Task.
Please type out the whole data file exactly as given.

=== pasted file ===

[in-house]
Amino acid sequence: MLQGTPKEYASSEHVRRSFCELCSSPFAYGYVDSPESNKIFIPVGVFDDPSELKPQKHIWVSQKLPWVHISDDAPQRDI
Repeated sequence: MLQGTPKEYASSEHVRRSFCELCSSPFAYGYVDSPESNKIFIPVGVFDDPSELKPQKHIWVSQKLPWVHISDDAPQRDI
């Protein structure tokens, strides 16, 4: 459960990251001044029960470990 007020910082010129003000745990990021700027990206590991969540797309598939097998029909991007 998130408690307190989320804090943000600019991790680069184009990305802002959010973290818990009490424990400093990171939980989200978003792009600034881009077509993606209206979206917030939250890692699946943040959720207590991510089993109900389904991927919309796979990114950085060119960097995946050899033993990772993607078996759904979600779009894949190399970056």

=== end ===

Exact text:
[in-house]
Amino acid sequence: MLQGTPKEYASSEHVRRSFCELCSSPFAYGYVDSPESNKIFIPVGVFDDPSELKPQKHIWVSQKLPWVHISDDAPQRDI
Repeated sequence: MLQGTPKEYASSEHVRRSFCELCSSPFAYGYVDSPESNKIFIPVGVFDDPSELKPQKHIWVSQKLPWVHISDDAPQRDI
């Protein structure tokens, strides 16, 4: 459960990251001044029960470990 007020910082010129003000745990990021700027990206590991969540797309598939097998029909991007 998130408690307190989320804090943000600019991790680069184009990305802002959010973290818990009490424990400093990171939980989200978003792009600034881009077509993606209206979206917030939250890692699946943040959720207590991510089993109900389904991927919309796979990114950085060119960097995946050899033993990772993607078996759904979600779009894949190399970056």